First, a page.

A Labor Day Murder

May 6, 2013 by

A Labor Day Murder coverChief Sam Jenkins learns of an illegal card game and the sale of moonshine at the Iron Skillet restaurant and decides to raid the premises. That looked straight forward until a firearms examiner links a confiscated handgun to an unsolved homicide. Jenkins encounters political corruption, domestic abuse, and a cover-up in his pursuit to solve the murder.

Published and produced by Mind Wings Audio.

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Read An Excerpt

At 11:30 Saturday night six of the twelve cops employed by Prospect PD and I waited outside the Iron Skillet on Sevierville Road. Five of us had driven our personally-owned pick-up trucks to haul away the furniture, file cabinets, and other accouterments used by the owner to promote gambling and sell untaxed alcoholic beverages.

I keyed the portable radio I held. “Prospect-one to all units, do it.”

Officers Bobby John Crockett and Vernon Hobbs slammed on the front door. Harlan Flatt, Leonard Alcock, and Junior Huskey covered the back door and the windows at the rear of the restaurant. Stanley [Rose]and I moseyed up to the front.

A man looking like a bartender answered the door. The two cops pushed their way in. Stan and I followed.

“Police department, we have a search warrant. Nobody move!” Bobby called out. No one moved.

“Where’s Audie Blevins?” I asked, waving a copy of the [search] warrant in my left hand.

“That would be me,” said a short, well dressed man of about sixty. I handed him the paper.

“This is a warrant to search your premises for evidence of illegal gambling and untaxed liquor,” I said. “I see two card games, care to explain anything?”

“Jest some friendly games, officer. We get t’gether ever once’t in a while t’ play cards, nothin’ more.”

“Have a seat, Mr. Blevins, and don’t touch anything.”

I told Bobby Crockett to open the back door and let the three other cops in. While Stan and I took names and capped the drinks on the tables with Glad-Wrap, the boys searched the restaurant, the adjacent office, and the storerooms.

The quickest way to put pressure on a restaurant owner is to threaten to take away their liquor license. I demanded a copy of his from Audie Blevins. As I recorded all that information, Junior Huskey got my attention.

“Sam, look-it here.” He gave me two folders and a well stuffed, padded manila envelope. One folder was marked players, the other was unmarked; the envelope was full of cash. I looked over the two page list of players. There were over thirty names with telephone numbers. The unmarked folder had several loose-leaf pages showing dates and dollar figures. The dates went back more than two years to March of 2005.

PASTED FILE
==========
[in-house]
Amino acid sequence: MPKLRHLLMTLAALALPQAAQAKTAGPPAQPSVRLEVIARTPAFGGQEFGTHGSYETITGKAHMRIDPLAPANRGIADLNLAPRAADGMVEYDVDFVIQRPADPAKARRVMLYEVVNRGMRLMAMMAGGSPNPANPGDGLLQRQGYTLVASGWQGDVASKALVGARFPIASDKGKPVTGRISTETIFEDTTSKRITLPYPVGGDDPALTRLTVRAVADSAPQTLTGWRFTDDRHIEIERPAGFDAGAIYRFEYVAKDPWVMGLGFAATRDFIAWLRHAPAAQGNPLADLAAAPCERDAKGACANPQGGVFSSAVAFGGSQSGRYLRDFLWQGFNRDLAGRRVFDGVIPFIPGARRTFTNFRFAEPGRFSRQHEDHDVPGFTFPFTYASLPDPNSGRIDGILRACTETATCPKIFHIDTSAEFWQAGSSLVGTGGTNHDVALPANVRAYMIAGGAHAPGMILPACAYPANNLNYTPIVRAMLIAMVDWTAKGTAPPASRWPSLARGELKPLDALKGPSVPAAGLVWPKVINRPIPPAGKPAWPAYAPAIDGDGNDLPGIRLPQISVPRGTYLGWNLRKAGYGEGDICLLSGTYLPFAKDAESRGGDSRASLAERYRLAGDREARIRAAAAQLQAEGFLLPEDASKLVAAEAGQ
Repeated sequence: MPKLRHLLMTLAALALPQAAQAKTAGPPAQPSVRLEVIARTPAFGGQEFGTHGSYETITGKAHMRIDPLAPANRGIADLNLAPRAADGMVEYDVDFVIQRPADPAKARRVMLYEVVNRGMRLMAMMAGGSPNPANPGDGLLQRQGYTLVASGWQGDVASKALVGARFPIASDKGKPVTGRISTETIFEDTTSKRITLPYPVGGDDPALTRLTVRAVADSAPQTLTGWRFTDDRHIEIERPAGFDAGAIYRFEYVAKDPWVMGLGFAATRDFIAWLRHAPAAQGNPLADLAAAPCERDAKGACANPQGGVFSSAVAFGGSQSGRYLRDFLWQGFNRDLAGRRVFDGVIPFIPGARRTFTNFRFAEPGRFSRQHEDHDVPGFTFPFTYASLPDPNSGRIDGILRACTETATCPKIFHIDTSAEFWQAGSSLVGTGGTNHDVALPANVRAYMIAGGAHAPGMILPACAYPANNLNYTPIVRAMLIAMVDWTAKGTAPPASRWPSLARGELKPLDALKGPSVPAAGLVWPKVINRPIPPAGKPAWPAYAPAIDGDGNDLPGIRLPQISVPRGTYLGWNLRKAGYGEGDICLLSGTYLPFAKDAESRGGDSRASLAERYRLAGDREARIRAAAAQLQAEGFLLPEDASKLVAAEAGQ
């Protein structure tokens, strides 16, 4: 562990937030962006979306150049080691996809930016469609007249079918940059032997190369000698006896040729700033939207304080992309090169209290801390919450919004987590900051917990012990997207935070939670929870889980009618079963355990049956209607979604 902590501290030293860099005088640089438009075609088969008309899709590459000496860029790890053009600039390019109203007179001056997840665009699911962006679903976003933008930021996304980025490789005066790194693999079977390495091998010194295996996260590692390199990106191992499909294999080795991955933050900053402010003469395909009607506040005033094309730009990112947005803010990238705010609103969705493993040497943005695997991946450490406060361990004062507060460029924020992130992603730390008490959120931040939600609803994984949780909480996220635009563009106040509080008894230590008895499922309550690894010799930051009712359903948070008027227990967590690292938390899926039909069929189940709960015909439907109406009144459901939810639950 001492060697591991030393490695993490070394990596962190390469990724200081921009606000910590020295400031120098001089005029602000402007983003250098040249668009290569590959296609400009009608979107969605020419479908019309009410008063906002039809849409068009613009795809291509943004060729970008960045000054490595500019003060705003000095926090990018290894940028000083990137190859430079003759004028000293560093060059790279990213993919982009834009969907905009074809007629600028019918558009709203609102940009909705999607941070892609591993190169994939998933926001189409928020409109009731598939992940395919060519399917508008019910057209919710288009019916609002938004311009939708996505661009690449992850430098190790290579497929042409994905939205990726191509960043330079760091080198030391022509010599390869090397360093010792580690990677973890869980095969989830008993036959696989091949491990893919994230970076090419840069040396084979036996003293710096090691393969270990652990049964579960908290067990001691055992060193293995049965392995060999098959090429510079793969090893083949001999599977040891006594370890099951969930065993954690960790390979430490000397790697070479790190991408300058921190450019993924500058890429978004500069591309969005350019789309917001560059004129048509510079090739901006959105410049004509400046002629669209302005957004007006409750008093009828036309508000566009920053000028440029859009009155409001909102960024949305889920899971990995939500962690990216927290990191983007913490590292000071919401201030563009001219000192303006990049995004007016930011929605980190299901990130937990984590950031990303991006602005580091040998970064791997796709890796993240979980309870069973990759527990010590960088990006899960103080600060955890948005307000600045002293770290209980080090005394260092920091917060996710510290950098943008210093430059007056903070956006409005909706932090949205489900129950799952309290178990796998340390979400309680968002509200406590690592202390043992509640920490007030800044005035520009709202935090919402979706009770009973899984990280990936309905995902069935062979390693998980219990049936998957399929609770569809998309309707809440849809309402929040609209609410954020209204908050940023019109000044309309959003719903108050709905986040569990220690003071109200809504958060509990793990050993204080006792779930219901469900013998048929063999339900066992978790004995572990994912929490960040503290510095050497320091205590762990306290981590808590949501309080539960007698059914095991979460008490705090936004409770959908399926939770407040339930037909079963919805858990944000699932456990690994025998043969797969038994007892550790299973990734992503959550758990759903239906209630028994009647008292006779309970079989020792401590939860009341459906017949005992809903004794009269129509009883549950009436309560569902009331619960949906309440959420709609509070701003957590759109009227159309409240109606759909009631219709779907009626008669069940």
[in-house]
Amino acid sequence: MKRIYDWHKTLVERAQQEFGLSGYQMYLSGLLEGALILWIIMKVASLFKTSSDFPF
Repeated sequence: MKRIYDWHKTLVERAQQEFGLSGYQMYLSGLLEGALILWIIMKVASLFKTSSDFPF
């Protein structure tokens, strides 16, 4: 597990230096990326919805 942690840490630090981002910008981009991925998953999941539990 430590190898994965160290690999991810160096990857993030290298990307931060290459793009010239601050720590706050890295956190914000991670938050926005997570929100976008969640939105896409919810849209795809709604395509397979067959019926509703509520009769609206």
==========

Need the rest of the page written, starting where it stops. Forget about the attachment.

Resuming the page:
Crockett and Harley Flatt carried in four plastic gallon milk jugs all full of clear liquid.

“They’s about six or seven more jest like these in the back,” Harley said. “Take a whiff, boss.”

He popped the cap off one jug and lifted it to my nose.

“Yahoo.” I took a half step backwards. “Smells like pure alcohol; must be 190 proof or better,” I said, and turned to the closest table of players. “Any of you guys feel like you’re going blind?” No one seemed to enjoy my attempt at humor. “Confiscate everything and box up all these glasses we’ve put tops on. We’ll let the Alcohol, Tobacco, and Firearms people analyze this for us,” I told Harley.

Then Vern Hobbs walked up, extended his hand and showed me a large revolver.

“Got this in the office, boss. Nice lookin’ gun.”

It was an old Smith and Wesson model 1917, .45 caliber revolver; a revolver that fired .45 automatic ammunition.

“Bag it and tag it, Vern. I’ll send it off to be checked.”


“Hey, can you buy the luck you always seem to have?” [FBI Special Agent] Ralph Oliveri asked, several days later.

“What luck? I’d prefer to think of it as superior police ability. What are you talking about anyway?”

“The gun you gave me [to check out]. Give yourself a gold star. You got a jackpot.”

“Keep talking, Ralphie, I’m starting to get excited.”

“The gun was used in a homicide near your neck-of-the-woods. In September of ‘06 a guy named Harvey-Dean Mullins was shot to death in his Maryville home. The Blount County Sheriff has the open case. Two distinct sets of prints on the gun. One matches to your defendant. The other is an unidentified partial. The gun’s on its way back to us as we speak. Pretty good stuff from your little jerk-water PD.”

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